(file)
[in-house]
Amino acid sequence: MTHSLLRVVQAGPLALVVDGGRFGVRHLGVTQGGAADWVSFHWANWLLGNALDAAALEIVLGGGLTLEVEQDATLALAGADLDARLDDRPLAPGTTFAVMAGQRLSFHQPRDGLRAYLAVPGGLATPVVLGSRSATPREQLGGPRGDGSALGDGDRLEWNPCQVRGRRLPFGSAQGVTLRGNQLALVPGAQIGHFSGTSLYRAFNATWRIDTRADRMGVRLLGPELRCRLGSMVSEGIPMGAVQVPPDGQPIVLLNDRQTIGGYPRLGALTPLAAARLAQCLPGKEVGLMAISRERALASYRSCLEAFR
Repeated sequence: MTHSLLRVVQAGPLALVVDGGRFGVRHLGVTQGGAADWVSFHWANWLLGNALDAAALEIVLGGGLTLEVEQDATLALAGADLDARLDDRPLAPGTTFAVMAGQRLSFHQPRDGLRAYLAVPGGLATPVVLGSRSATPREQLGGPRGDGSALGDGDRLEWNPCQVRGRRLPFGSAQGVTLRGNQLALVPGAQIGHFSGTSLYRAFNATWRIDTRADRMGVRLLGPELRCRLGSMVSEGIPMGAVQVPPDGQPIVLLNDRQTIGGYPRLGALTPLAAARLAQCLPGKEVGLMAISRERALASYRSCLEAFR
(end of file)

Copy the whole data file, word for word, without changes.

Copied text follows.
[in-house]
Amino acid sequence: MTHSLLRVVQAGPLALVVDGGRFGVRHLGVTQGGAADWVSFHWANWLLGNALDAAALEIVLGGGLTLEVEQDATLALAGADLDARLDDRPLAPGTTFAVMAGQRLSFHQPRDGLRAYLAVPGGLATPVVLGSRSATPREQLGGPRGDGSALGDGDRLEWNPCQVRGRRLPFGSAQGVTLRGNQLALVPGAQIGHFSGTSLYRAFNATWRIDTRADRMGVRLLGPELRCRLGSMVSEGIPMGAVQVPPDGQPIVLLNDRQTIGGYPRLGALTPLAAARLAQCLPGKEVGLMAISRERALASYRSCLEAFR
Repeated sequence: MTHSLLRVVQAGPLALVVDGGRFGVRHLGVTQGGAADWVSFHWANWLLGNALDAAALEIVLGGGLTLEVEQDATLALAGADLDARLDDRPLAPGTTFAVMAGQRLSFHQPRDGLRAYLAVPGGLATPVVLGSRSATPREQLGGPRGDGSALGDGDRLEWNPCQVRGRRLPFGSAQGVTLRGNQLALVPGAQIGHFSGTSLYRAFNATWRIDTRADRMGVRLLGPELRCRLGSMVSEGIPMGAVQVPPDGQPIVLLNDRQTIGGYPRLGALTPLAAARLAQCLPGKEVGLMAISRERALASYRSCLEAFR